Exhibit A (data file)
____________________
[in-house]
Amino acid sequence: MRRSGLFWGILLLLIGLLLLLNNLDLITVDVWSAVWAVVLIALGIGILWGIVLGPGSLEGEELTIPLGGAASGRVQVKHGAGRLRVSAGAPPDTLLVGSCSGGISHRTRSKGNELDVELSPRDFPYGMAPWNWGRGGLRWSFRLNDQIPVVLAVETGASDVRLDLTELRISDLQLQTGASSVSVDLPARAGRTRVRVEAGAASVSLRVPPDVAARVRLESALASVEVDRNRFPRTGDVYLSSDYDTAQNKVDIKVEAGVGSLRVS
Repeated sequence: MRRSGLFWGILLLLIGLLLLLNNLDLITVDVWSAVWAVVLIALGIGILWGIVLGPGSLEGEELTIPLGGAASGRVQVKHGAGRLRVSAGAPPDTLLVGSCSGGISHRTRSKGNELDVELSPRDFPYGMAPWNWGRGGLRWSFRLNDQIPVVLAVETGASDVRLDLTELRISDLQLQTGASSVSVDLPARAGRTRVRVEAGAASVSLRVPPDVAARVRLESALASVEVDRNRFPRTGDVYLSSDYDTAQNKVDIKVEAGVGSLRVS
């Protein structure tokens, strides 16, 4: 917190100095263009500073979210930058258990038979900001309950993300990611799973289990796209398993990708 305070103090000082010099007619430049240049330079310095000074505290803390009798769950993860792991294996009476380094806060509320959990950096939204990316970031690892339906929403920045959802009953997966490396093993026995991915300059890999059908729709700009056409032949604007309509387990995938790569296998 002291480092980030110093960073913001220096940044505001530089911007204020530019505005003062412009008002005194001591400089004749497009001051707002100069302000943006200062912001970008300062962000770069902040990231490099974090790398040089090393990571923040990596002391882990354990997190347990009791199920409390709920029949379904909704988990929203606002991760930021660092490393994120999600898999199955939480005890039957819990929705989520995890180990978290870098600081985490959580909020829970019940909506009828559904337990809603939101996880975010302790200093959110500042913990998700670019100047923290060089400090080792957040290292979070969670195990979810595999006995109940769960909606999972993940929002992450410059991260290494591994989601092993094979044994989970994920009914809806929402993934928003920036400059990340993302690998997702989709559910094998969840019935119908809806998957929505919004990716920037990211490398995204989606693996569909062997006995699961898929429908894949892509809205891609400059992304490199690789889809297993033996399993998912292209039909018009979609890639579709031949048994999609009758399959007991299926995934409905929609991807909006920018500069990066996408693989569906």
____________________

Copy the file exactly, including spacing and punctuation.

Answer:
[in-house]
Amino acid sequence: MRRSGLFWGILLLLIGLLLLLNNLDLITVDVWSAVWAVVLIALGIGILWGIVLGPGSLEGEELTIPLGGAASGRVQVKHGAGRLRVSAGAPPDTLLVGSCSGGISHRTRSKGNELDVELSPRDFPYGMAPWNWGRGGLRWSFRLNDQIPVVLAVETGASDVRLDLTELRISDLQLQTGASSVSVDLPARAGRTRVRVEAGAASVSLRVPPDVAARVRLESALASVEVDRNRFPRTGDVYLSSDYDTAQNKVDIKVEAGVGSLRVS
Repeated sequence: MRRSGLFWGILLLLIGLLLLLNNLDLITVDVWSAVWAVVLIALGIGILWGIVLGPGSLEGEELTIPLGGAASGRVQVKHGAGRLRVSAGAPPDTLLVGSCSGGISHRTRSKGNELDVELSPRDFPYGMAPWNWGRGGLRWSFRLNDQIPVVLAVETGASDVRLDLTELRISDLQLQTGASSVSVDLPARAGRTRVRVEAGAASVSLRVPPDVAARVRLESALASVEVDRNRFPRTGDVYLSSDYDTAQNKVDIKVEAGVGSLRVS
């Protein structure tokens, strides 16, 4: 917190100095263009500073979210930058258990038979900001309950993300990611799973289990796209398993990708 305070103090000082010099007619430049240049330079310095000074505290803390009798769950993860792991294996009476380094806060509320959990950096939204990316970031690892339906929403920045959802009953997966490396093993026995991915300059890999059908729709700009056409032949604007309509387990995938790569296998 002291480092980030110093960073913001220096940044505001530089911007204020530019505005003062412009008002005194001591400089004749497009001051707002100069302000943006200062912001970008300062962000770069902040990231490099974090790398040089090393990571923040990596002391882990354990997190347990009791199920409390709920029949379904909704988990929203606002991760930021660092490393994120999600898999199955939480005890039957819990929705989520995890180990978290870098600081985490959580909020829970019940909506009828559904337990809603939101996880975010302790200093959110500042913990998700670019100047923290060089400090080792957040290292979070969670195990979810595999006995109940769960909606999972993940929002992450410059991260290494591994989601092993094979044994989970994920009914809806929402993934928003920036400059990340993302690998997702989709559910094998969840019935119908809806998957929505919004990716920037990211490398995204989606693996569909062997006995699961898929429908894949892509809205891609400059992304490199690789889809297993033996399993998912292209039909018009979609890639579709031949048994999609009758399959007991299926995934409905929609991807909006920018500069990066996408693989569906």